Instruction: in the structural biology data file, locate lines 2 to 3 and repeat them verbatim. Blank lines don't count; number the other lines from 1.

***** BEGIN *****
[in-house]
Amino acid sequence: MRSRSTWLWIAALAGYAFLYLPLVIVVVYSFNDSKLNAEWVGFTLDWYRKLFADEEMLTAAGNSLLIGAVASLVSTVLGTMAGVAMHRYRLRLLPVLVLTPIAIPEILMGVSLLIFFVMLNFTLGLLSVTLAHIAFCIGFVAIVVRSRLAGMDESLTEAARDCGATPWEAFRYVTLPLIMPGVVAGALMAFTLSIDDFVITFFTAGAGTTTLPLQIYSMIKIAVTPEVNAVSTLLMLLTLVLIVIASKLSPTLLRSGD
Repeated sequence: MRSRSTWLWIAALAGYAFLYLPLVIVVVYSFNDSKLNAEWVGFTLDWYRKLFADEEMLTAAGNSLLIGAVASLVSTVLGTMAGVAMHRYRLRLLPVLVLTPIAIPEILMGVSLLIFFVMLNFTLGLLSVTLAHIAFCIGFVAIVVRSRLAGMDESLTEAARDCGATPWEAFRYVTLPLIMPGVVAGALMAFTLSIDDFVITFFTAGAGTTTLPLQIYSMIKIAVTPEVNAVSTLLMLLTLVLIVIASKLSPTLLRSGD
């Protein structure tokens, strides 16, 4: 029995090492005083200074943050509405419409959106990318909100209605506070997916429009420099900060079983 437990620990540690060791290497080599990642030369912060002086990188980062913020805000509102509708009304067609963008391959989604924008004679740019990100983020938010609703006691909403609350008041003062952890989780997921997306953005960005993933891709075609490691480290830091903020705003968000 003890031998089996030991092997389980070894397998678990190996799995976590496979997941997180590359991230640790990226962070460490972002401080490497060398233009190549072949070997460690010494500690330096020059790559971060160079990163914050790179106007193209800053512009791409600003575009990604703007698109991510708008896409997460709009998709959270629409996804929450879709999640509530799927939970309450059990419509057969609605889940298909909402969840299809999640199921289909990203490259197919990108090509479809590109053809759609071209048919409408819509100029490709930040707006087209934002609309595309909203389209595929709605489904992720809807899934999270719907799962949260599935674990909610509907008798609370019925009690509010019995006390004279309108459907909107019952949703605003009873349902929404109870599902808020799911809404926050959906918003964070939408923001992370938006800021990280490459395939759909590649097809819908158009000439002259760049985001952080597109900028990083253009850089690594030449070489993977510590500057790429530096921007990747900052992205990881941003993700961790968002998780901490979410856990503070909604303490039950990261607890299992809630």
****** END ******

Amino acid sequence: MRSRSTWLWIAALAGYAFLYLPLVIVVVYSFNDSKLNAEWVGFTLDWYRKLFADEEMLTAAGNSLLIGAVASLVSTVLGTMAGVAMHRYRLRLLPVLVLTPIAIPEILMGVSLLIFFVMLNFTLGLLSVTLAHIAFCIGFVAIVVRSRLAGMDESLTEAARDCGATPWEAFRYVTLPLIMPGVVAGALMAFTLSIDDFVITFFTAGAGTTTLPLQIYSMIKIAVTPEVNAVSTLLMLLTLVLIVIASKLSPTLLRSGD
Repeated sequence: MRSRSTWLWIAALAGYAFLYLPLVIVVVYSFNDSKLNAEWVGFTLDWYRKLFADEEMLTAAGNSLLIGAVASLVSTVLGTMAGVAMHRYRLRLLPVLVLTPIAIPEILMGVSLLIFFVMLNFTLGLLSVTLAHIAFCIGFVAIVVRSRLAGMDESLTEAARDCGATPWEAFRYVTLPLIMPGVVAGALMAFTLSIDDFVITFFTAGAGTTTLPLQIYSMIKIAVTPEVNAVSTLLMLLTLVLIVIASKLSPTLLRSGD